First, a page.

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A father suckled by his daughter. Euphraʹsia, the Grecian daughter, so preserved the life of Evanʹder, her aged father.

Xantipʹpe so preserved the life of her father Cimoʹnos in prison. The guard, marvelling the old man held out so long, set a watch and discovered the fact. Byron alludes to these stories in his Childe Harold.

“There is a dungeon, in whose dim, drear light

What do I gaze on? …

An old man, and a female young and fair,

Fresh as a nursing mother, in whose vein

The blood is nectar… .

Here youth offers to old age the food,

The milk of his own gift:—it is her sire

To whom she renders back the debt of blood… .

Drink, drink and live, old man ! heaven’s realm

holds no such tide.”

Byron: Childe Harold, iv. st. 148, 150.

Without father, without mother, without descent, having neither beginning of days nor end of lifei.e. Melchisedec (Heb. vii. 3). He was not the son of a priest, either on his father’s or mother’s side; his pedigree could not be traced in the priestly line, like that of the ordinary high priests, which can be traced to Aaron; nor did he serve in courses like the Levites, who begin and end their official duties at stated times.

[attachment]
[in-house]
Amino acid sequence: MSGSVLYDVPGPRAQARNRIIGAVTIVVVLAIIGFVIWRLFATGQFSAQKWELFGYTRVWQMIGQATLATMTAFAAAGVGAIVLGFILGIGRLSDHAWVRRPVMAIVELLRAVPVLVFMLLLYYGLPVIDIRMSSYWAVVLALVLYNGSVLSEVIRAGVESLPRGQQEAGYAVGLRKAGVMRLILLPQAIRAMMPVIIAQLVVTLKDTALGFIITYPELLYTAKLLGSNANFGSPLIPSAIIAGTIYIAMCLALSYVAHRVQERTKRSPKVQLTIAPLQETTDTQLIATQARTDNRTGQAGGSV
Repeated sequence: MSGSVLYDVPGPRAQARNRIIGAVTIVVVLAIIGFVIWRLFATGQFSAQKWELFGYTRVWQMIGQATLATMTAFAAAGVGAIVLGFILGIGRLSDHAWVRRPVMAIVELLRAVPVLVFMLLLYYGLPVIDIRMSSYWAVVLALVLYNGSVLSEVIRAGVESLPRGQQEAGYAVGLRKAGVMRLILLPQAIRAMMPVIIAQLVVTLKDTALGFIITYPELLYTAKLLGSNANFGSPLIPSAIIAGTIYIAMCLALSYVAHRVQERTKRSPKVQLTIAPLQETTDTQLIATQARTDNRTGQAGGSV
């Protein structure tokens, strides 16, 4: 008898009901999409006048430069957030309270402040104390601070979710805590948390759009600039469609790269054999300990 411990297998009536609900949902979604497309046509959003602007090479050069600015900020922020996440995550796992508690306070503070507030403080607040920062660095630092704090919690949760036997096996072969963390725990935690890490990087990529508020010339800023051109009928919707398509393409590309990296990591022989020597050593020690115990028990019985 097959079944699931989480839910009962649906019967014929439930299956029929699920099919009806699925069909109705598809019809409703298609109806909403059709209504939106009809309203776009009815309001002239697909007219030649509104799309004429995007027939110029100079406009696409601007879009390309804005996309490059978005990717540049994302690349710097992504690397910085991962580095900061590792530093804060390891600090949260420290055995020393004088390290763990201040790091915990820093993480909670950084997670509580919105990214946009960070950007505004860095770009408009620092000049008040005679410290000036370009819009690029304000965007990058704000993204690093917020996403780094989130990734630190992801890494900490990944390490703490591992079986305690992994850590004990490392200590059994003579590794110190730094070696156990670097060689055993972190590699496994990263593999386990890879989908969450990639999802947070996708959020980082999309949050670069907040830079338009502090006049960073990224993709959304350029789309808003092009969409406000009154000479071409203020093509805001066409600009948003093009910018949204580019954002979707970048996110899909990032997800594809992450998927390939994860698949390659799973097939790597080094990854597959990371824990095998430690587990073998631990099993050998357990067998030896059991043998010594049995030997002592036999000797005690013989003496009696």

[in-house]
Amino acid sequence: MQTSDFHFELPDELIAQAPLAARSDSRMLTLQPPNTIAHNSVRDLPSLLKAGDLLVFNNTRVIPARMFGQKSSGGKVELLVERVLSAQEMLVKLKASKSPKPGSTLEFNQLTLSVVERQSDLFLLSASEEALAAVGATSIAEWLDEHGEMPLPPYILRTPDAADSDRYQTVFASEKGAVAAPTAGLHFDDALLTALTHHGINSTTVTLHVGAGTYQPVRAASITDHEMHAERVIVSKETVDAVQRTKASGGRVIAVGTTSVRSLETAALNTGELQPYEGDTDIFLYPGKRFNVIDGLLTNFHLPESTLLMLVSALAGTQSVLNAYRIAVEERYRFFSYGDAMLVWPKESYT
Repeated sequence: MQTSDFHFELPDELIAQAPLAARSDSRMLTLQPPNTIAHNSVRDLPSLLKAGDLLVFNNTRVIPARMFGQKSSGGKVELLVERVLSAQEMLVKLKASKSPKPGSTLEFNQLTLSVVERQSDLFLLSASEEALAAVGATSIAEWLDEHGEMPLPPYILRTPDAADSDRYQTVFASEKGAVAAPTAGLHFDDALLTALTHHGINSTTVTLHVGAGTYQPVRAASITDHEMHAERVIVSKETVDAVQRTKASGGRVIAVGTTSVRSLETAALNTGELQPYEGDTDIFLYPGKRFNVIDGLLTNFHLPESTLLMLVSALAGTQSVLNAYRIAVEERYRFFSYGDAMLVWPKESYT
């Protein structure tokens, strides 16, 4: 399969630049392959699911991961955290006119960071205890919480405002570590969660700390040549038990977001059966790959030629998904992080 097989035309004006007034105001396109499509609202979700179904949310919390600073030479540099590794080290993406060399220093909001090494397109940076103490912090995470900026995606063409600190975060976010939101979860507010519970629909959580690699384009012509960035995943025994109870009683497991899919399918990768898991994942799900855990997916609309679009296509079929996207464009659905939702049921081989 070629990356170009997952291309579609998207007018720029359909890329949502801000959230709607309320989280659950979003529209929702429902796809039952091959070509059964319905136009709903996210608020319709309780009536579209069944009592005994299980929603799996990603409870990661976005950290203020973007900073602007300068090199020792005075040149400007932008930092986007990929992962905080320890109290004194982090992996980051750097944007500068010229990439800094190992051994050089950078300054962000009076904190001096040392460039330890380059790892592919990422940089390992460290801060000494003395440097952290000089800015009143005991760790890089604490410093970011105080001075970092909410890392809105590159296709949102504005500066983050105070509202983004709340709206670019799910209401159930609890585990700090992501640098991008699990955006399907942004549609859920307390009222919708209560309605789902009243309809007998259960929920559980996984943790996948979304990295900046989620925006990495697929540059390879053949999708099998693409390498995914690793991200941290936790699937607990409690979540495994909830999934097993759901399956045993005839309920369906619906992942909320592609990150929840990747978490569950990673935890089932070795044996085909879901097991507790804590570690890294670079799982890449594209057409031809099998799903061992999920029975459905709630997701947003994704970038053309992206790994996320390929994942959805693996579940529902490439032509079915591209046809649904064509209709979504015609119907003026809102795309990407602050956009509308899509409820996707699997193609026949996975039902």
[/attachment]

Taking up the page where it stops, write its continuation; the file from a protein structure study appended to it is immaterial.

⁂ Jesus was a “priest after the order of Melchisedec.” Neither His reputed father, Joseph, nor His mother, Mary, was of the priestly line. As priest, therefore, He was “without father, without mother,” without genealogy. And, like Melchisedec, He is a “priest for ever.”

He fathers it on me. He imputes it to me; he says it is my bantling.

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Entry taken from Dictionary of Phrase and Fable, edited by the Rev. E. Cobham Brewer, LL.D. and revised in 1895.

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Fat Men
Fat as a Porpoise
Fata Morgana
Fatal Gifts
Father Mathew
Father Neptune
Father Norbert
Father Paul
Father Prout
Father Thames
Father Thoughtful
Father of Waters
Father of his Country
Father of the People

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